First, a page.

Getting at the Root: Over Under Around Through...  White Resistance

Wednesday, May 18th, 7:30pm EST
and
Wednesday, May 25th, 7:30pm EST

"Guided by B.D. Tatum's Racial Identity Development Theory, and our own experiences, we'll talk about how to recognize, address, and work through white resistance.  We hope you will join us for both sessions, but if only one fits your schedule, feel free to attend the one that works for you!"

Connection Info (for both events)
PC, Mac, Linux, iOS or Android: http://www.clfuu.org/are-webinar
iPhone one-tap:  16465687788,191532107# or 14157629988,191532107#
Telephone: Dial: +1 646 568 7788 (US Toll) or +1 415 762 9988 (US Toll) Meeting ID: 191 532 107
 

For additional discussion and resources, join the events on Facebook

The foundational sessions (on White Supremacy Culture) can be viewed here:
https://www.youtube.com/playlist?list=PLXSqfWmM95Kvgj8QuAgE8Uo2m-W3zTrcr




Monday, May 16, 2016

TJMC Hosts the NAACP

Last night Dr. M. Rick Turner, President of the Albemarle-Charlottesville chapter of the NAACP, spoke to a group of about 3 dozen people who had come to hear his thoughts about the most serious issues facing Charlottesville's African American community, the Black Lives Matter movement, and the best way white allies can really be of help in the ongoing struggle for racial justice.  The impetus for the event was an invitation from our Racial Justice Steering Committee (which holds its regular meeting on the 3rd Sunday evening of each month).  There were people from our congregation, of course, as well as folks from the NAACP (including their Board's Secretary and Vice President), and people from the wider community.  (NBC 29 was also there, and this is how they covered it.)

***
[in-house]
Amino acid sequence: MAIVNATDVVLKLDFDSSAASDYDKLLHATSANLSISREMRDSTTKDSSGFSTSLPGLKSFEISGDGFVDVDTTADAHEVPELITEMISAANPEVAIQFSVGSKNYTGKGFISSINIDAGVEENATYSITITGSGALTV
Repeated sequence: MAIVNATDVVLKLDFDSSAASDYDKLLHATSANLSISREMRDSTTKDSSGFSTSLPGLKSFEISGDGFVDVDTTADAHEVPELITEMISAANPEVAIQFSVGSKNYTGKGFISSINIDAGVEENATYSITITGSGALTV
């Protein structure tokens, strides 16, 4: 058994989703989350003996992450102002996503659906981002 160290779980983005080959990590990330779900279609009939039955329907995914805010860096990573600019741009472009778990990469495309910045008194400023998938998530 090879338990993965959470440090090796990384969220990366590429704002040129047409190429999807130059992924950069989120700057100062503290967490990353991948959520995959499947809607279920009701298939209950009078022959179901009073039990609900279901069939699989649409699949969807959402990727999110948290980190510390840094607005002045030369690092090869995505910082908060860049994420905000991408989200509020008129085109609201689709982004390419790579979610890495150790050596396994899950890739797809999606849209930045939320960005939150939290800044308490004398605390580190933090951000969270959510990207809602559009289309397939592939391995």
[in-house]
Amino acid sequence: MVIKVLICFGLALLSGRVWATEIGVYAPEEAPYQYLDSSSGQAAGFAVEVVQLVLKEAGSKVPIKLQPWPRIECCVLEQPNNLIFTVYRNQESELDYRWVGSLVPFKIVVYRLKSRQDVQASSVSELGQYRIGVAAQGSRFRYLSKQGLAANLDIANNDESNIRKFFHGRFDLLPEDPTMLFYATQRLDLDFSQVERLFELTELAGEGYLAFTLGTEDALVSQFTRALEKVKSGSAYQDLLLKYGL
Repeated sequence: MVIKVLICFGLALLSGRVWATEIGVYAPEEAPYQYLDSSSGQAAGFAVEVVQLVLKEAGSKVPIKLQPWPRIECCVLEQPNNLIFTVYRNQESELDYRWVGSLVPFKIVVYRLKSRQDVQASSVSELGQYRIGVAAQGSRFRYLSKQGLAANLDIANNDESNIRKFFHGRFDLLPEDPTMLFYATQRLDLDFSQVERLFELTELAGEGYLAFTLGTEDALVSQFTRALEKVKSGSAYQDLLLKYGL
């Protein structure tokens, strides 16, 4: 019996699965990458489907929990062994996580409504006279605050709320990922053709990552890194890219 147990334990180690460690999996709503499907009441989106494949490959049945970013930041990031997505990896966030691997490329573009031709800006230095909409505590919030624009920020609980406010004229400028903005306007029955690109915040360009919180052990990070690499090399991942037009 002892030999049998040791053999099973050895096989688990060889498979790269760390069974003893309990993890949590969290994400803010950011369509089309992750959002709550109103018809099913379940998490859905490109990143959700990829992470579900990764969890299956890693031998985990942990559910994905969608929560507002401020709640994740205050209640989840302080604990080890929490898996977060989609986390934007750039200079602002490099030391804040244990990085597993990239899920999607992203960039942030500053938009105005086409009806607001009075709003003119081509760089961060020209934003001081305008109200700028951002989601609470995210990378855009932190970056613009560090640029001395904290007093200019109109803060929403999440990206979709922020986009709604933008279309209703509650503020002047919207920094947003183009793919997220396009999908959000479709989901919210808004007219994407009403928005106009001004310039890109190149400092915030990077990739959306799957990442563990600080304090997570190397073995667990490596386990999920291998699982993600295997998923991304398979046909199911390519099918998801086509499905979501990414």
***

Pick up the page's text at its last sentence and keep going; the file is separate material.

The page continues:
In his welcome, RevWik noted that part of the sense of urgency the TJMC community feels for the work of racial justice comes from the twin legacies of the man for whom we are named -- Jefferson wrote some of the most eloquent and stirring words about freedom while, at the same time, owning 600 women, children, and men.  Dr. Turner began his remarks by saying that he appreciated our recognition of the "egregious dichotomy" of Jefferson's legacy, and that this recognition, "gets to the core of our common humanity."

The single most important issue facing the African American community today, Dr. Turner said, is unquestionably that of racial profiling.  He spoke of the collaboration of the NAACP and attorney Jeff Fogel in bringing a class action lawsuit against Albemarle County police officer Andrew Holmes, who has been accused of a pattern of targeting people of color.  They are also working together to ask the police force for clarity and transparency about the way the "stop-and-frisk" policies are being carried out.  (He cited the statistic that nearly 80% of local stop-and-frisk incidents involved black and brown people.)